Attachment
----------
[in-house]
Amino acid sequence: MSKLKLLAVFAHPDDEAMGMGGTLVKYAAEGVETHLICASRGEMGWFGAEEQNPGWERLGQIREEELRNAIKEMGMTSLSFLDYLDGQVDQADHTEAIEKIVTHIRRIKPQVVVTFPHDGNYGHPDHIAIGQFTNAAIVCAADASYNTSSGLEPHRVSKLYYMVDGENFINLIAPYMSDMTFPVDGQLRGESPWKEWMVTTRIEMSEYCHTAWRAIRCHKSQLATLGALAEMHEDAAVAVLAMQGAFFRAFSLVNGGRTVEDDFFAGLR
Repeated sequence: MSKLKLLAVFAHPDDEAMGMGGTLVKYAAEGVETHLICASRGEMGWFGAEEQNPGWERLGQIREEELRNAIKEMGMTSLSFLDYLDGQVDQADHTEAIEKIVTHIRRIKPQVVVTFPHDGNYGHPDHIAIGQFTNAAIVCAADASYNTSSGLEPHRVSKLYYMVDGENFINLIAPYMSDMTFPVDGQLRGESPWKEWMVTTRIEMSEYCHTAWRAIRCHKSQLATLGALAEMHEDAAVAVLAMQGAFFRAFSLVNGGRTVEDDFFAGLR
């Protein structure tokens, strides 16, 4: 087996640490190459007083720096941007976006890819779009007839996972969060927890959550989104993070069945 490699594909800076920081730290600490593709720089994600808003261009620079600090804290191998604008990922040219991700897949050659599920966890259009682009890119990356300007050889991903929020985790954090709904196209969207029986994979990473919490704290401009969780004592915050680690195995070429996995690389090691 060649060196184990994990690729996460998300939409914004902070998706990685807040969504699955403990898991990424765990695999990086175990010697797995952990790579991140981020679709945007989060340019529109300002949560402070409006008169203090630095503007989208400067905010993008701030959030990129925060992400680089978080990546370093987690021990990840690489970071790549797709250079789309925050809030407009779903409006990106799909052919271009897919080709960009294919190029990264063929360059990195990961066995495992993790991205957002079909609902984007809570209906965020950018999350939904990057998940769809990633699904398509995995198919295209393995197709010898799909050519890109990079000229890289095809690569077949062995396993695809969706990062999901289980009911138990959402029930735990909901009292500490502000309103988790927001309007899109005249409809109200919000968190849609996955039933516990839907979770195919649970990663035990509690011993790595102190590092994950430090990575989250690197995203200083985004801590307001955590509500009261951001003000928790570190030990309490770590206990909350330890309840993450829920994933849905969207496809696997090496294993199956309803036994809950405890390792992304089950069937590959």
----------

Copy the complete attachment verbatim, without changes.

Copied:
[in-house]
Amino acid sequence: MSKLKLLAVFAHPDDEAMGMGGTLVKYAAEGVETHLICASRGEMGWFGAEEQNPGWERLGQIREEELRNAIKEMGMTSLSFLDYLDGQVDQADHTEAIEKIVTHIRRIKPQVVVTFPHDGNYGHPDHIAIGQFTNAAIVCAADASYNTSSGLEPHRVSKLYYMVDGENFINLIAPYMSDMTFPVDGQLRGESPWKEWMVTTRIEMSEYCHTAWRAIRCHKSQLATLGALAEMHEDAAVAVLAMQGAFFRAFSLVNGGRTVEDDFFAGLR
Repeated sequence: MSKLKLLAVFAHPDDEAMGMGGTLVKYAAEGVETHLICASRGEMGWFGAEEQNPGWERLGQIREEELRNAIKEMGMTSLSFLDYLDGQVDQADHTEAIEKIVTHIRRIKPQVVVTFPHDGNYGHPDHIAIGQFTNAAIVCAADASYNTSSGLEPHRVSKLYYMVDGENFINLIAPYMSDMTFPVDGQLRGESPWKEWMVTTRIEMSEYCHTAWRAIRCHKSQLATLGALAEMHEDAAVAVLAMQGAFFRAFSLVNGGRTVEDDFFAGLR
């Protein structure tokens, strides 16, 4: 087996640490190459007083720096941007976006890819779009007839996972969060927890959550989104993070069945 490699594909800076920081730290600490593709720089994600808003261009620079600090804290191998604008990922040219991700897949050659599920966890259009682009890119990356300007050889991903929020985790954090709904196209969207029986994979990473919490704290401009969780004592915050680690195995070429996995690389090691 060649060196184990994990690729996460998300939409914004902070998706990685807040969504699955403990898991990424765990695999990086175990010697797995952990790579991140981020679709945007989060340019529109300002949560402070409006008169203090630095503007989208400067905010993008701030959030990129925060992400680089978080990546370093987690021990990840690489970071790549797709250079789309925050809030407009779903409006990106799909052919271009897919080709960009294919190029990264063929360059990195990961066995495992993790991205957002079909609902984007809570209906965020950018999350939904990057998940769809990633699904398509995995198919295209393995197709010898799909050519890109990079000229890289095809690569077949062995396993695809969706990062999901289980009911138990959402029930735990909901009292500490502000309103988790927001309007899109005249409809109200919000968190849609996955039933516990839907979770195919649970990663035990509690011993790595102190590092994950430090990575989250690197995203200083985004801590307001955590509500009261951001003000928790570190030990309490770590206990909350330890309840993450829920994933849905969207496809696997090496294993199956309803036994809950405890390792992304089950069937590959």